Friday, December 18, 2015

On developing excellent pronunciation and gesture--according to John Wesley,1770.

Have just rediscovered Wesley's delightful classic "Directions Concerning Pronunciation and Gesture", a short pamphlet published in 1770. The style  that Wesley was promoting was to become something of the hallmark of the Wesleyan movement: strong, persuasive public speaking. Although I highly recommend reading the entire piece, here are some of Wesley's  (slightly paraphrased) "rules" below well worth heeding, most of which are as relevant today as were they then.

  • Study the art of speaking betimes and practice it as often as possible.
  • Be governed in speaking by reason, rather than example, and take special care as to whom you imitate.
  • Develop a clear, strong voice that will fill the place wherein you speak.
  • To do that, read or speak something aloud every morning for at least 30 minutes.
  • Take care not to strain your voice at first; start low and raise it by degrees to a height.
  • If you falter in your speech, read something in private daily, and pronounce every word and syllable so distinctly that they may have all their full sound and proportion . . . (in that way) you may learn to pronounce them more fluently at your leisure.
  • Should you tend to mumble, do as Demosthenes, who cured himself of this defect by repeating orations everyday with pebbles in his mouth. 
  • To avoid all kinds of unnatural tones of voice, endeavor to speak in public just as you do in common conversation.
  • Labour to avoid the odious custom of spitting and coughing while speaking.
  • There should be nothing in the dispositions and motions of your body to offend the eyes of the spectators.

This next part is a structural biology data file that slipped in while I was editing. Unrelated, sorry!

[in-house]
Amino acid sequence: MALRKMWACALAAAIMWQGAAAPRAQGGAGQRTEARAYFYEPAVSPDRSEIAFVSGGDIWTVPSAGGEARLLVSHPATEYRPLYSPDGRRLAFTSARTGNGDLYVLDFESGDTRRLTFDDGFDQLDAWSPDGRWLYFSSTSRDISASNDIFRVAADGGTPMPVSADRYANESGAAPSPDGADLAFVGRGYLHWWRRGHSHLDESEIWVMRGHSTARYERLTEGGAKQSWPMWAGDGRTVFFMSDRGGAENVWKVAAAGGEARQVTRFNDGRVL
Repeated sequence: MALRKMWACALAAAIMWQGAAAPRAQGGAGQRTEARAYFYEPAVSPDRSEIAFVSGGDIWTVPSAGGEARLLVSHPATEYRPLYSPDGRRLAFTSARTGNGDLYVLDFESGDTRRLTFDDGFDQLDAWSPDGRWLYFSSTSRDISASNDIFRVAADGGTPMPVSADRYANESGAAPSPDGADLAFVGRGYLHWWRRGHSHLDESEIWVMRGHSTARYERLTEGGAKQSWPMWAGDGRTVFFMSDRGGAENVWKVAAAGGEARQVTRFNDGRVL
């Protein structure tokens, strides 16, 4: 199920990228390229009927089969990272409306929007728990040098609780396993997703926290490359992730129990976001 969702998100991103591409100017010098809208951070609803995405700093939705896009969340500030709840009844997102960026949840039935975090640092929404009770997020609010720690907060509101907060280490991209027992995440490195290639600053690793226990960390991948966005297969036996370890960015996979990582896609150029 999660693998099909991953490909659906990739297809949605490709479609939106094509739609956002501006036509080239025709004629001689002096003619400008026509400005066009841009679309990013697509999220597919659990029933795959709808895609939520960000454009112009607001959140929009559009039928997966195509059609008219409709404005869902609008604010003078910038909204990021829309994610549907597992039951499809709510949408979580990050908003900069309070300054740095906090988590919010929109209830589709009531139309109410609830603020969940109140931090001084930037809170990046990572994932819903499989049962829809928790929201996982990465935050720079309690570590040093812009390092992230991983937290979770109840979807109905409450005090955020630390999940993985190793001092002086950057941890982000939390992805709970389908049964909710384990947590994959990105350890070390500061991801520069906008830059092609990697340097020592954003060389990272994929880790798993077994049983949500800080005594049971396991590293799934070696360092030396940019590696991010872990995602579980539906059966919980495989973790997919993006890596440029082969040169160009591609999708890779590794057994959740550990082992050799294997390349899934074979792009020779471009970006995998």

• Use a large looking glass as Demosthenes (again) did; learn to avoid all disagreeable and "unhandsome" gestures.
  • Have a skillful and faithful friend to observe all your motions and to inform you which are proper and which are not.
  • Use the right hand most, and when you use the left let it only be to accompany the other.
  • Seldom stretch out your hand sideways, more than half a foot from the trunk of your body.
  •  . . . remember while you are actually speaking you are not be studying any other motions, but use those that naturally arise from the subject of your discourse.
  • And when you observe an eminent speaker, observe with utmost attention what conformity there is between his action and utterance and these rules. (You may afterwards imitate him at home 'till you have made his graces your own.)
 Most of the "gesture" guidelines and several of those for pronunciation are employed explicitly in public speaking training--and in haptic pronunciation teaching. Even some of the more colorful ones are still worth mentioning to students in encouraging effective speaking of all sorts. 


  1. The advice about pebbles in your mouth is one of the best.

  2. John Wesley is unique. He even had rules for singing properly. For more on John Wesley, please visit the website for the book, Black Country, the opening novel in the trilogy titled, The Asbury Triptych Series. Black Country brings to life the life of Charles Wesley as he interacts with the young Francis Asbury in England. The website for the book series is Enjoy the numerous articles on the site.